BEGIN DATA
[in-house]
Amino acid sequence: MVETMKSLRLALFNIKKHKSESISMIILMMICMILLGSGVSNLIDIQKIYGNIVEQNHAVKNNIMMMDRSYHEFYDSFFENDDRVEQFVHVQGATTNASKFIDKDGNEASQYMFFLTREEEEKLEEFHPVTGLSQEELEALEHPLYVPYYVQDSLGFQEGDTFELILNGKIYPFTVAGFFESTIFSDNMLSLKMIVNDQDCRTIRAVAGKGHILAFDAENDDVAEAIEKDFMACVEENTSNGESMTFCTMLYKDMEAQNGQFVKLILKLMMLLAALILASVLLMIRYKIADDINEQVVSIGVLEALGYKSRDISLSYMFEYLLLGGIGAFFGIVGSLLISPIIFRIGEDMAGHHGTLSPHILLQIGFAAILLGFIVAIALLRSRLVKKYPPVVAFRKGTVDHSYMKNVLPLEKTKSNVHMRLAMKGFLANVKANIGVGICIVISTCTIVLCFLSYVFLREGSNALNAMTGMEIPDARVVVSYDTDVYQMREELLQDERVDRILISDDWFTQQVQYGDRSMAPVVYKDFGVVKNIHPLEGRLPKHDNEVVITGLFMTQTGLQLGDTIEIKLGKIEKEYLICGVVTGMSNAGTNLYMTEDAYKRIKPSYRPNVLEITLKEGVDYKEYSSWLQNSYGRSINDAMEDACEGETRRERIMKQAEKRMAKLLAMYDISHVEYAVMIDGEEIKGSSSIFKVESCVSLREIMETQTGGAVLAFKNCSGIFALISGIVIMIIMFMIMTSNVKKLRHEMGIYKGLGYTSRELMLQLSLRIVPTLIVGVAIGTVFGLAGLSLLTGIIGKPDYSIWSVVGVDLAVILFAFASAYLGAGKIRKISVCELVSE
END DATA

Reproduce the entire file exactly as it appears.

[in-house]
Amino acid sequence: MVETMKSLRLALFNIKKHKSESISMIILMMICMILLGSGVSNLIDIQKIYGNIVEQNHAVKNNIMMMDRSYHEFYDSFFENDDRVEQFVHVQGATTNASKFIDKDGNEASQYMFFLTREEEEKLEEFHPVTGLSQEELEALEHPLYVPYYVQDSLGFQEGDTFELILNGKIYPFTVAGFFESTIFSDNMLSLKMIVNDQDCRTIRAVAGKGHILAFDAENDDVAEAIEKDFMACVEENTSNGESMTFCTMLYKDMEAQNGQFVKLILKLMMLLAALILASVLLMIRYKIADDINEQVVSIGVLEALGYKSRDISLSYMFEYLLLGGIGAFFGIVGSLLISPIIFRIGEDMAGHHGTLSPHILLQIGFAAILLGFIVAIALLRSRLVKKYPPVVAFRKGTVDHSYMKNVLPLEKTKSNVHMRLAMKGFLANVKANIGVGICIVISTCTIVLCFLSYVFLREGSNALNAMTGMEIPDARVVVSYDTDVYQMREELLQDERVDRILISDDWFTQQVQYGDRSMAPVVYKDFGVVKNIHPLEGRLPKHDNEVVITGLFMTQTGLQLGDTIEIKLGKIEKEYLICGVVTGMSNAGTNLYMTEDAYKRIKPSYRPNVLEITLKEGVDYKEYSSWLQNSYGRSINDAMEDACEGETRRERIMKQAEKRMAKLLAMYDISHVEYAVMIDGEEIKGSSSIFKVESCVSLREIMETQTGGAVLAFKNCSGIFALISGIVIMIIMFMIMTSNVKKLRHEMGIYKGLGYTSRELMLQLSLRIVPTLIVGVAIGTVFGLAGLSLLTGIIGKPDYSIWSVVGVDLAVILFAFASAYLGAGKIRKISVCELVSE